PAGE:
1302
Views

The Black Swan of the Supply Chain, Part 2

Published Aug 8, 2011 2:50 PM by The Maritime Executive

By: Dr. Jim Giermanski, Chairman Powers Global Holdings, Inc., Part 2 of 2...view the first installment here.

THE STATE OF THE U.S. SUPPLY CHAIN SECURITY (12)

The real question is "can this catastrophe happen," and the real answer is yes!  There are two primary scenarios: WMD in an inbound container from a foreign location or in an outbound container leaving the United States placed there and executed by a home-grown terrorist.  Finally, can those scenarios be easily accomplished?  Unfortunately, given DHS's policies, again the answer is yes.  Here's why.  Probably the most reasonable or politically acceptable treatment of port and maritime security is contained in the publications of the Homeland Security & Defense Business Council.  In its Port & Maritime Security monograph the Council cites three initiatives, two of which have now worked their way into Federal legislation, the 2001 Customs and Border Protection (CBP) supply chain security program called the Customs-Trade Partnership Against Terrorism (C-TPAT), and its 2002 Container Security Initiative (CSI).  The third is the Transportation Worker Identification Credential (TWIC) program.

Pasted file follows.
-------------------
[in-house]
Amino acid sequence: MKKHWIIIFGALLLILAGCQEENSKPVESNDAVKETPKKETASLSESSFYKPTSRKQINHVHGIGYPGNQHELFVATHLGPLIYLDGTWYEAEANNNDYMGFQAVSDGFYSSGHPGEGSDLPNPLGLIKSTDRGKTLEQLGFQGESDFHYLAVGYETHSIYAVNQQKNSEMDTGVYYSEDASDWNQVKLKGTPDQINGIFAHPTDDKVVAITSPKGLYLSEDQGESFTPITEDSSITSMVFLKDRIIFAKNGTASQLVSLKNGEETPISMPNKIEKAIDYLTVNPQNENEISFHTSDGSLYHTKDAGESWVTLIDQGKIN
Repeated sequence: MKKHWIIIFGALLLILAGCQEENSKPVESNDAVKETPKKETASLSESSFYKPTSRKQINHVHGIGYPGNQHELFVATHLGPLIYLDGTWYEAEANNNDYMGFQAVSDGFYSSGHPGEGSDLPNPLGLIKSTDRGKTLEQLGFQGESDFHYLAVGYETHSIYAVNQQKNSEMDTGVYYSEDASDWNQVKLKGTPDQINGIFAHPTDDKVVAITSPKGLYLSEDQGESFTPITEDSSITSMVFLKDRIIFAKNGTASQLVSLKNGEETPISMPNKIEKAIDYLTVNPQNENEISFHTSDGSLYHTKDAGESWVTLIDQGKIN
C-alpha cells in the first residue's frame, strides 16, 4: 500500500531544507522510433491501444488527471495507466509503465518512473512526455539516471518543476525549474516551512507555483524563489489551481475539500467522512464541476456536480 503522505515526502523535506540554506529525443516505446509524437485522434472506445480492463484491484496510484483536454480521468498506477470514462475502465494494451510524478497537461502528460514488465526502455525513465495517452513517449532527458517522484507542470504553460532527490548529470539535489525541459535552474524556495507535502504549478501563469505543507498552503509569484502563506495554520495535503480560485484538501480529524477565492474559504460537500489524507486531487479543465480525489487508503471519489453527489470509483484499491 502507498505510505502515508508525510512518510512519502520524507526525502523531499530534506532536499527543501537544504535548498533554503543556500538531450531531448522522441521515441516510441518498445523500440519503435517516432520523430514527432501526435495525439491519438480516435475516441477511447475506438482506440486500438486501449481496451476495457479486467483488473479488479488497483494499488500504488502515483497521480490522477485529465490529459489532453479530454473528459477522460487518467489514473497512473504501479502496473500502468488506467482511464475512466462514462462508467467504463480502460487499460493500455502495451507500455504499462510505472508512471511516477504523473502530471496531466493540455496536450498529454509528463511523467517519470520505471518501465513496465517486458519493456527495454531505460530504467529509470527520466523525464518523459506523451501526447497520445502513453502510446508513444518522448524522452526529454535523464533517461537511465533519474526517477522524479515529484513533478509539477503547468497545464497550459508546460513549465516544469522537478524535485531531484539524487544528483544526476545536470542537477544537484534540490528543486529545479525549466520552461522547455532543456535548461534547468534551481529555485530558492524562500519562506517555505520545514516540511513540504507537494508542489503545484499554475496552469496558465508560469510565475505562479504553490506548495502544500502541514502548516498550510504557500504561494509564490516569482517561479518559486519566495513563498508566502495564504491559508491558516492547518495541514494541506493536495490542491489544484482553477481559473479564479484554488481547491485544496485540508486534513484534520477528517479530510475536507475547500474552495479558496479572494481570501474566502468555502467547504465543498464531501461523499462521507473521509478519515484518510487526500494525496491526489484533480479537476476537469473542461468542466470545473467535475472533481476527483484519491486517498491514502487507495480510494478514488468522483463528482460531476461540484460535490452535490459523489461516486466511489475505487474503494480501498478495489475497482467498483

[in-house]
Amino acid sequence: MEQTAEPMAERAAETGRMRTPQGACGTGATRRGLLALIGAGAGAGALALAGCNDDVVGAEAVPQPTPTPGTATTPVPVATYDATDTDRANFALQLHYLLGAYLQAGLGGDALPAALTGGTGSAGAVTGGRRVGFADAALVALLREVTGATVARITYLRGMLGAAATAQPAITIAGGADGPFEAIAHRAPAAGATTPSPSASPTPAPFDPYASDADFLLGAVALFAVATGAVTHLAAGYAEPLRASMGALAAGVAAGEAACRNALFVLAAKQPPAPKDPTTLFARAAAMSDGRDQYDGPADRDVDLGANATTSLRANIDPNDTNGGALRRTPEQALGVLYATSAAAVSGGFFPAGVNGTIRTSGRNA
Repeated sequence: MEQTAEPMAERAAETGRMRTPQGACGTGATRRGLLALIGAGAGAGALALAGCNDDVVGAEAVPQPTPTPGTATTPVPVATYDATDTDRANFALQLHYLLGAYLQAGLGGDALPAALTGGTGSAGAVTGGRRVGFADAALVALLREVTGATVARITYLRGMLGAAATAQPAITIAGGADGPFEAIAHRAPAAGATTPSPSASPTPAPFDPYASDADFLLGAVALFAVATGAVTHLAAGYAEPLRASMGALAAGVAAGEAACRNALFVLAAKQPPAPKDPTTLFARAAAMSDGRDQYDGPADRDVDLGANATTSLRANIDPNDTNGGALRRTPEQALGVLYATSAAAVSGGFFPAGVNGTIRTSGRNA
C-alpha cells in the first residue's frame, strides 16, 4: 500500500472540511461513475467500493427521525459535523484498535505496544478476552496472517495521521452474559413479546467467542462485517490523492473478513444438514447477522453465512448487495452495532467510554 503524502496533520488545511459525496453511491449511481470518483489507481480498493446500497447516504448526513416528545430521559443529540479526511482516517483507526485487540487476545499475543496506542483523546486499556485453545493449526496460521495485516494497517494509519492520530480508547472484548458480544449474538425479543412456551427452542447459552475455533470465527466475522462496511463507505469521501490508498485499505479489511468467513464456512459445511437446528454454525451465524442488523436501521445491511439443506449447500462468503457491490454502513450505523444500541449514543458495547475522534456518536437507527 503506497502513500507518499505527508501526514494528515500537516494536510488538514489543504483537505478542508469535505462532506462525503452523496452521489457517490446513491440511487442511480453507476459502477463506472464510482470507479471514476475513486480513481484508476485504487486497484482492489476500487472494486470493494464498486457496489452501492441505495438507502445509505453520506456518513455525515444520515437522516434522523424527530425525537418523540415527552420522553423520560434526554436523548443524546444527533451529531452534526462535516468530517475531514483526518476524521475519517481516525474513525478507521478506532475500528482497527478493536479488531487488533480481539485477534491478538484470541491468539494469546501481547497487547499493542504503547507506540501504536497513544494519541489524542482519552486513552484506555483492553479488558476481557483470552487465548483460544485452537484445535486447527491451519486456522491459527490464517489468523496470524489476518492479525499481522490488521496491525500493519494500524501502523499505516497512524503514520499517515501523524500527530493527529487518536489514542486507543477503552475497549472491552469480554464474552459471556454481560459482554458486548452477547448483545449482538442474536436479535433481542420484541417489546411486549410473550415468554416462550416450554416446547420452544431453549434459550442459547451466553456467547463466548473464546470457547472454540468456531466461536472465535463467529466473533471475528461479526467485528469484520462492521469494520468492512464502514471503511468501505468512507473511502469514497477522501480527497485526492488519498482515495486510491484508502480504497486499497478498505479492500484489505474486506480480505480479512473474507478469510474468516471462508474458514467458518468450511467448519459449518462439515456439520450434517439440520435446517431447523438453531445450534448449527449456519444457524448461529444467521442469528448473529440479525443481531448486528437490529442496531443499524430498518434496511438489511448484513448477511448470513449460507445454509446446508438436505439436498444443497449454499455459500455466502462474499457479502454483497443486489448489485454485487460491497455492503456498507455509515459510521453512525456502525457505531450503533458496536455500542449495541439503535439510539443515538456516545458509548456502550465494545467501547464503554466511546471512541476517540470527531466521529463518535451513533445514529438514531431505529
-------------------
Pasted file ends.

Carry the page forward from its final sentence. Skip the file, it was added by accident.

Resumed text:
1. C-TPAT
Of the two programs C-TPAT is a positive and reasonably successful attempt at supply chain security.   Its participants are all voluntary; therefore, CBB knows them well and audits them for compliance.  Of course, that is a key weakness of the program - membership is voluntary and only those who want to be secure and subject themselves to audit will participate, exactly the firms the U.S. is likely not to worry about in the first place.  Terrorists are unlikely members of C-TPAT, and terrorists who work for firms participating in C-TPAT will likely be discovered and prevented from using a legitimate shipment as a weapon of mass destruction through a C-TPAT system.

2. CSI
However, CSI is a mandatory program covering all vessel shipments from a foreign port to the United States.   CSI addresses the threat of a terrorist weapon contained in a shipping container destined for the United States, and seeks to target and prescreen containers from foreign ports to identify those which are high-risk.  The Container Security Initiative requires notification to CBP by vessel carriers of manifest information of all containers 24 hours prior to stowing the containers onto the vessel.  CSI asked for cooperation of foreign ports in allowing the presences of CBP inspectors at those ports.  The Container Security Initiative, now codified by the U.S. SAFE Port Act, is a weak program at best.  Its weakness is in its core component: the 24-hour manifest.